Even some safe streets advocates cautiously commended the mayor’s new plan.

“We’re pleased to see Mayor de Blasio doubling down on his mandate to save lives and empowering the DOT to bring sweeping changes to our streets. We won’t be discouraged by the recent increase in bicyclist deaths; it’s clear that the mayor won’t either,” said Marco Conner, deputy director of Transportation Alternatives.

According to a press release, de Blasio’s plan includes the following elements:

Create a citywide protected bike lane vision:

  • To implement the Green Wave plan, the city has committed $58.4 million in new funding over the next five years, with 80 additional new staff.
  • Build 30 miles of protected bicycle lane annually, guided by a PBL vision document. By the end of 2021, DOT will install over 80 miles of protected lanes.  These projects are currently in various stages of planning and design.
  • DOT has identified 10 Brooklyn and Queens community boards as Bike Priority Districts, which together represent 16% percent of community boards and 14 percent of the bike lane network — yet have 23 percent of all NYC’s  bicycle fatalities. DOT has committed to build 75 miles of bicycle infrastructure in these districts by 2022.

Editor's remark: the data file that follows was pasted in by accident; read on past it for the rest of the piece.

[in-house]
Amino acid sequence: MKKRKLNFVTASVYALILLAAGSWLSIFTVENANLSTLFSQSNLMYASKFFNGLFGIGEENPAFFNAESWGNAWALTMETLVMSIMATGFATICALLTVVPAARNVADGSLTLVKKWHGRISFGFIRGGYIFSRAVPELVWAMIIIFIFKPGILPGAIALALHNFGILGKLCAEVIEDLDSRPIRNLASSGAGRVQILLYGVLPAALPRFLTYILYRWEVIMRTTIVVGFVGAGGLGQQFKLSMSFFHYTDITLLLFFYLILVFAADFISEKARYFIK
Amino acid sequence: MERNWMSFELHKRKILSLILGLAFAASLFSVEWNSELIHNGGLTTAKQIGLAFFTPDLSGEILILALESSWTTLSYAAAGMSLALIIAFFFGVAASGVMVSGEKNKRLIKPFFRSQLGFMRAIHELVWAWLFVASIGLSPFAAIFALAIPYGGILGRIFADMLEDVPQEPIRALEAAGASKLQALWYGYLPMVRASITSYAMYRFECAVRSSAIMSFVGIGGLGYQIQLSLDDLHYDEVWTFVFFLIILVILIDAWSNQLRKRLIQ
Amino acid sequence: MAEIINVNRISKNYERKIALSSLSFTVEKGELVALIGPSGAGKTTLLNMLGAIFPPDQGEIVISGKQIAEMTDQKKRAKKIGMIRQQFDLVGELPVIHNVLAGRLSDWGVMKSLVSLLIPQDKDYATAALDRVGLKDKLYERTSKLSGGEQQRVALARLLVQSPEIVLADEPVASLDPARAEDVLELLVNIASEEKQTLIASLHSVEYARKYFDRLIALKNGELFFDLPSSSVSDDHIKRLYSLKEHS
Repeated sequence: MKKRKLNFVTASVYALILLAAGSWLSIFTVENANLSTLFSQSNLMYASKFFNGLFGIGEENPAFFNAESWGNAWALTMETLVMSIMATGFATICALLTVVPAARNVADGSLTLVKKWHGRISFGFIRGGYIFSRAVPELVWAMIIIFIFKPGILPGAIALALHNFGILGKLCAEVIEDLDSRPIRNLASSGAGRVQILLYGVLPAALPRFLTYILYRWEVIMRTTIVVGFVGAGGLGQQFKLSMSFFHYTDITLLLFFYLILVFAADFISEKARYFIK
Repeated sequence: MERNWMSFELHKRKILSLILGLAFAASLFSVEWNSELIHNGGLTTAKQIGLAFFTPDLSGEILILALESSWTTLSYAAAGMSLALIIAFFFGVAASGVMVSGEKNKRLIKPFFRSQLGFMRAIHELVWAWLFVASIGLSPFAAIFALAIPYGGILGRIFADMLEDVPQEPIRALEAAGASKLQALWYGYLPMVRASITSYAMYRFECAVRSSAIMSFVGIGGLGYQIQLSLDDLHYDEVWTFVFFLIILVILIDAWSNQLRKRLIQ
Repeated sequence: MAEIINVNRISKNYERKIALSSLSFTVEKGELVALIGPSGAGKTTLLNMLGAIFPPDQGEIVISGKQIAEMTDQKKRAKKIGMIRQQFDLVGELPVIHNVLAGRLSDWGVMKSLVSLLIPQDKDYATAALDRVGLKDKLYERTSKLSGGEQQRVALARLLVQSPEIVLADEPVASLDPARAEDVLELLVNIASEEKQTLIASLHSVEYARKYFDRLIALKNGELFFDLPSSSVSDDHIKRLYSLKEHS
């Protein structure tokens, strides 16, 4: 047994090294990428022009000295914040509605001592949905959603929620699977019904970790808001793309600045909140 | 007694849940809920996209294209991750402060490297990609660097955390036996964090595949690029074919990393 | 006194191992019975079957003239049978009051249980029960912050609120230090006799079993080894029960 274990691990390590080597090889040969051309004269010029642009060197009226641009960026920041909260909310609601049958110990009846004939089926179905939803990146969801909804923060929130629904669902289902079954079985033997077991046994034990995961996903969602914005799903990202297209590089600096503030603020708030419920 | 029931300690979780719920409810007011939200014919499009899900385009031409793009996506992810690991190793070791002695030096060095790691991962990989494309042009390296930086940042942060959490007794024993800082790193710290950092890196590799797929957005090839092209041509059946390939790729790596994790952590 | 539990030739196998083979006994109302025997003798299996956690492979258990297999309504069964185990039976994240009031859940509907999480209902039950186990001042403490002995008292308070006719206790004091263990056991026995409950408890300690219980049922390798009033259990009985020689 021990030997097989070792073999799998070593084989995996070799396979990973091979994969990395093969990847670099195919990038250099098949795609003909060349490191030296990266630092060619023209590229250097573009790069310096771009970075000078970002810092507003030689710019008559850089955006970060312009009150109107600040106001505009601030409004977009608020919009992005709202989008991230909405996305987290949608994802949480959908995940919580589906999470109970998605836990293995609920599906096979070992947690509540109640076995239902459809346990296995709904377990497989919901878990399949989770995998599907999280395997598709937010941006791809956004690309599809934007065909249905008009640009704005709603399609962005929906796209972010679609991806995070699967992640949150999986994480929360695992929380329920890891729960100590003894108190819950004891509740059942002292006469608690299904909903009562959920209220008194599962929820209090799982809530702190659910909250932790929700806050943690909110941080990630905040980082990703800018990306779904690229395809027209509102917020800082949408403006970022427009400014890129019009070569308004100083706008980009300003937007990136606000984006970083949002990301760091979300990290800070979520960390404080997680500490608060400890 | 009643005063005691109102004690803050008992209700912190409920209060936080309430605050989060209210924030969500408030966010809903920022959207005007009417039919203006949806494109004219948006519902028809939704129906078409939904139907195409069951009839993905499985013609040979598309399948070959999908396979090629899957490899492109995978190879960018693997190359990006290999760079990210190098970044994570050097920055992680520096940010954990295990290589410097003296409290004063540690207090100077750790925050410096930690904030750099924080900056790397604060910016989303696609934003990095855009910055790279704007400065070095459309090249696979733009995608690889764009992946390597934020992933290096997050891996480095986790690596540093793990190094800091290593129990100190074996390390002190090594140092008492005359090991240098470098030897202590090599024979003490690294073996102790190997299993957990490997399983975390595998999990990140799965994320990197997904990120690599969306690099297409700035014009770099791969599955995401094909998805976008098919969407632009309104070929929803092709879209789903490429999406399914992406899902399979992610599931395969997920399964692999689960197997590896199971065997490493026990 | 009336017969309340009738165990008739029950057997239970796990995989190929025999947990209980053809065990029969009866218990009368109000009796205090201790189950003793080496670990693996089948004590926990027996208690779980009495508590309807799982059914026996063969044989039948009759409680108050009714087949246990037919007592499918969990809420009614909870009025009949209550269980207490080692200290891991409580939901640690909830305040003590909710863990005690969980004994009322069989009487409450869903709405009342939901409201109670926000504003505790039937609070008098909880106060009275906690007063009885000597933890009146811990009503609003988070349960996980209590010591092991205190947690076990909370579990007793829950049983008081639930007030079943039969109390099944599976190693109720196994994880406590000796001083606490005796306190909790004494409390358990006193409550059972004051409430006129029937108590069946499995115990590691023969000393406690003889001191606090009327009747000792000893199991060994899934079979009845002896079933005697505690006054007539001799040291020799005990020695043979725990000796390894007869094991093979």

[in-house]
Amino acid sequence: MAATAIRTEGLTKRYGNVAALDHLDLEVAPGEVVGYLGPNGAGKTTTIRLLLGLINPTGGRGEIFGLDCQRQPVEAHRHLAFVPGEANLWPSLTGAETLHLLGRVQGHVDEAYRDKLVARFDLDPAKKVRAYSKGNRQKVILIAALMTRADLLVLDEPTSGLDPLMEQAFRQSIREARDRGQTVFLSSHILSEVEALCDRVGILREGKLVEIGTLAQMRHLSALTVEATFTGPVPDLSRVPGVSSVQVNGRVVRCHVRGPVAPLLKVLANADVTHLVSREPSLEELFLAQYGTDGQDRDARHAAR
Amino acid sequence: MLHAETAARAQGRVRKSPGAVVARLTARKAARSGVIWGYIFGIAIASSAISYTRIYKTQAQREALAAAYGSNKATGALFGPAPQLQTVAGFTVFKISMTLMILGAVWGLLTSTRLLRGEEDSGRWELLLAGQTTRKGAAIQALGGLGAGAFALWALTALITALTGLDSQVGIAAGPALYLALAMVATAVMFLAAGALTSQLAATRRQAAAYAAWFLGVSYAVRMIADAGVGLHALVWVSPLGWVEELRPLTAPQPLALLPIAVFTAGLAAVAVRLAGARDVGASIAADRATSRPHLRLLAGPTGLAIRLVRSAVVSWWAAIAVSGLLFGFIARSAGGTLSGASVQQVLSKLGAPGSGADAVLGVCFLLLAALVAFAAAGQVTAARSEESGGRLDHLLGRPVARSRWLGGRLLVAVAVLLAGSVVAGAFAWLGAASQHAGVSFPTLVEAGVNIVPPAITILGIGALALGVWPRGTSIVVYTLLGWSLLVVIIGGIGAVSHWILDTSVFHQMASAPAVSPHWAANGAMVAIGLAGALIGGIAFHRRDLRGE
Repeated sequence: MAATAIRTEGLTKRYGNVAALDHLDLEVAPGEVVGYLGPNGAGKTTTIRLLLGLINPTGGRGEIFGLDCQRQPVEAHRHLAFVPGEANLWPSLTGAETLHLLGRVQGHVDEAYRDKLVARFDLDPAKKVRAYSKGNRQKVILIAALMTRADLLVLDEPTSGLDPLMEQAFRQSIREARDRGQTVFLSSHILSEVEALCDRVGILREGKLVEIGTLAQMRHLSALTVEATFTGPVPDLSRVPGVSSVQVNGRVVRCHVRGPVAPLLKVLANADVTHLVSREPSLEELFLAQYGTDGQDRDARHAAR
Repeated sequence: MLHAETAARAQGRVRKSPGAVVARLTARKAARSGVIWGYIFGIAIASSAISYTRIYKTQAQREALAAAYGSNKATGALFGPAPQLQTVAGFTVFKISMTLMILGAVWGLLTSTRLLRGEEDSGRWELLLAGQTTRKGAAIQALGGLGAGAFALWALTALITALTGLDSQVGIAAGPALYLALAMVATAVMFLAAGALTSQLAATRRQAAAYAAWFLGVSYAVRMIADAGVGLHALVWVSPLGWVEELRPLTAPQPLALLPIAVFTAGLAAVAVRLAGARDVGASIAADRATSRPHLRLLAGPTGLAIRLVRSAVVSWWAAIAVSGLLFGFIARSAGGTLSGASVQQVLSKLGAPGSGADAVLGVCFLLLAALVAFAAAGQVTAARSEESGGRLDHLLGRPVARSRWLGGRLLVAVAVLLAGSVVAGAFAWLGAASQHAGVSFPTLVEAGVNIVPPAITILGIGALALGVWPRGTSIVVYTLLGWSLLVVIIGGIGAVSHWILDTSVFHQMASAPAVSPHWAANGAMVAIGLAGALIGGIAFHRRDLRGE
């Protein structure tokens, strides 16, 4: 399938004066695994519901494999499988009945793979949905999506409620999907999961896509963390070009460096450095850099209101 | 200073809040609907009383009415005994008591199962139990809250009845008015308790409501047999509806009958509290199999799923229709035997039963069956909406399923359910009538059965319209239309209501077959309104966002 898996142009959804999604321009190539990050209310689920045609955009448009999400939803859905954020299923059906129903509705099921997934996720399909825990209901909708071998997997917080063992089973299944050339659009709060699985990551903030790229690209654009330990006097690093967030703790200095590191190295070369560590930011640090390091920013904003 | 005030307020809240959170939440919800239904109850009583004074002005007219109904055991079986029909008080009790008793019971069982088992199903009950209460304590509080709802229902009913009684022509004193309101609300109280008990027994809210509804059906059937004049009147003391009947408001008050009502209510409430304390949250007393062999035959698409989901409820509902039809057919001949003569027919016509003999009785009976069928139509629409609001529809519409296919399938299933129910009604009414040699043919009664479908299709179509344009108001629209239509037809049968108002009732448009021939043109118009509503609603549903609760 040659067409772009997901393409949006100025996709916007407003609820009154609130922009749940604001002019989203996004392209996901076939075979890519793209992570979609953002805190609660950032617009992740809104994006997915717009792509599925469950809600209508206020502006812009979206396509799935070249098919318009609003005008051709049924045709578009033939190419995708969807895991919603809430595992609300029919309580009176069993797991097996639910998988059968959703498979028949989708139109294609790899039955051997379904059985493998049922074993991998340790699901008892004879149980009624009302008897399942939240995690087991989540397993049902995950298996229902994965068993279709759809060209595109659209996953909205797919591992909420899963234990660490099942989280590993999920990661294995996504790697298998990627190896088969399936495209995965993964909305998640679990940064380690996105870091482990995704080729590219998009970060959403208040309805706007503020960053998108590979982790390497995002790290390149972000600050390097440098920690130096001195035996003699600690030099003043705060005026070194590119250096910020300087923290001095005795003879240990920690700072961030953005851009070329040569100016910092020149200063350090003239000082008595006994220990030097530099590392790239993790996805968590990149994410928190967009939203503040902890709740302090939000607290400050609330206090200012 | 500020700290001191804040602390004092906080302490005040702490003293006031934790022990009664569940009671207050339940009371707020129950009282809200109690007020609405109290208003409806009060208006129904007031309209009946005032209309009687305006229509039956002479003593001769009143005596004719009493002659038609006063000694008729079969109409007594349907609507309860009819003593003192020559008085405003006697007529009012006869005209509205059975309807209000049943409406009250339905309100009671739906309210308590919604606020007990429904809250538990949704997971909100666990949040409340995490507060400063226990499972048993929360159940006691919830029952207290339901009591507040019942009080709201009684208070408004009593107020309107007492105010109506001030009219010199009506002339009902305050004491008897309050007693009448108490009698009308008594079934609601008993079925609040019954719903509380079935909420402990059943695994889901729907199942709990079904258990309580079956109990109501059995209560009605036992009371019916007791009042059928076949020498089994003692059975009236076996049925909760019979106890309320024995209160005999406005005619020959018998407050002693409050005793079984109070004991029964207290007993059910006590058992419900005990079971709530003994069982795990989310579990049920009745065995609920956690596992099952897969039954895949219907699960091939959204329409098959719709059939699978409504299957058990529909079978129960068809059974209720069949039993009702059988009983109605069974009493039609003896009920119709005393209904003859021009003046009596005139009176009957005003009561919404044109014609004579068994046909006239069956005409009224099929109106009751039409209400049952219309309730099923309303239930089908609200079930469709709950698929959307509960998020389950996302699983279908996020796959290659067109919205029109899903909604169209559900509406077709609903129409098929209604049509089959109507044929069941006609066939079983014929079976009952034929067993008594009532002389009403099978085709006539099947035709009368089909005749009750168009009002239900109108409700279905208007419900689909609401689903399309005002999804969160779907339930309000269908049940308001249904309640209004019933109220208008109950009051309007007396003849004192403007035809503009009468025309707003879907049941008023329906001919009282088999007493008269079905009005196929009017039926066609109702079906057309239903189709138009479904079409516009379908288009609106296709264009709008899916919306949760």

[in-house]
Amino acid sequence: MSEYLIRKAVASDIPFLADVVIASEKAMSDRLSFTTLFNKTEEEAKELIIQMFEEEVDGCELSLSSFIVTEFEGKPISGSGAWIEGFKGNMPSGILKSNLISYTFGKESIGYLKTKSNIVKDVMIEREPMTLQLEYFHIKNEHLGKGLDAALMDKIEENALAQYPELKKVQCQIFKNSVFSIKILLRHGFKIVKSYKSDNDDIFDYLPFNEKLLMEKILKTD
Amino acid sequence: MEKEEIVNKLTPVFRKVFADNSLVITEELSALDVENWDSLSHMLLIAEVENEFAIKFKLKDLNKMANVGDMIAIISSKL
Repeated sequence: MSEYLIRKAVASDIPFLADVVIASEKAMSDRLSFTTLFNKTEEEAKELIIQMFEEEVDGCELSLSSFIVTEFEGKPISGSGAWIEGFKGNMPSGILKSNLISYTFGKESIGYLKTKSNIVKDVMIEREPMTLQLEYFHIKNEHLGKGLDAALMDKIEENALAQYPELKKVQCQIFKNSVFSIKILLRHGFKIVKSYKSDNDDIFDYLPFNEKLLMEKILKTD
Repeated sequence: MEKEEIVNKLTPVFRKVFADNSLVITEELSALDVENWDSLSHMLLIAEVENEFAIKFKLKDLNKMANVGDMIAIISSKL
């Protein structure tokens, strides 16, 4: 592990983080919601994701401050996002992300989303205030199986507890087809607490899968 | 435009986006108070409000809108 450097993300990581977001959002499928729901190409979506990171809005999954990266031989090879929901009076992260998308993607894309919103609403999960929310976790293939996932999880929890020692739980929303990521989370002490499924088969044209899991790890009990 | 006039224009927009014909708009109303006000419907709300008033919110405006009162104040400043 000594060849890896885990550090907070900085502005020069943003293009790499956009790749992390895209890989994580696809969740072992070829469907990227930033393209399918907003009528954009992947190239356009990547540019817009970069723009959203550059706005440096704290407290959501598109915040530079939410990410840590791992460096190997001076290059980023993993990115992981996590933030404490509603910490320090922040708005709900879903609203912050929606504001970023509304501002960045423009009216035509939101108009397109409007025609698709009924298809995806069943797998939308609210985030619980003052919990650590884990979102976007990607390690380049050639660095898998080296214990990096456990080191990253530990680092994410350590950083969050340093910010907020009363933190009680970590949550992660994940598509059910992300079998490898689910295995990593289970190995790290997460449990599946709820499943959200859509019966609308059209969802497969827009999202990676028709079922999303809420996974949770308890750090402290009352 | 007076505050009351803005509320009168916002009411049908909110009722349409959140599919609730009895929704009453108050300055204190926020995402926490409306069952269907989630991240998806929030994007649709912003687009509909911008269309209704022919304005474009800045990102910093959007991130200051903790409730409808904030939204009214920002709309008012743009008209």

• Spur increase in cycling mode share for safety and emissions reduction, furthering OneNYC 2050 goal that 1 out of every 10 trips in NYC be taken by bicycle.

Improve and update design:

  • DOT will build upon innovative intersection designs with a focus on areas where the majority of fatalities occur.
  • Fifty intersections will receive turn calming treatments in 2019 and where possible, protected intersection designs will be added for new projects after streets are resurfaced or reconstructed.
  • Among innovations, DOT will in 2019 pilot so-called “Green Wave,” progressive signal-timing that discourages speeding and encourages steady cycling speeds — and it will identify other corridors for implementation in 2020.
  • Install Green Skip Bars at key intersections to increase cyclist visibility.

Expand NYPD enforcement:

  • Under the plan, the NYPD will ramp up enforcement at the 100 most crash-prone intersections and target enforcement on highest risk activities: speeding, failing to yield, blocking bike lanes, oversized trucks/trucks off route.
  • Maintain continuous citywide implementation of “Operation Bicycle Safe Passage” initiative — extending elevated enforcement of blocked bike lanes and hazardous driving violations. Since implementation of Operation Bicycle Safe Passage, NYPD has doubled enforcement of cars parked in bicycle lanes and issued more than 8,600 summons in the first three weeks of July.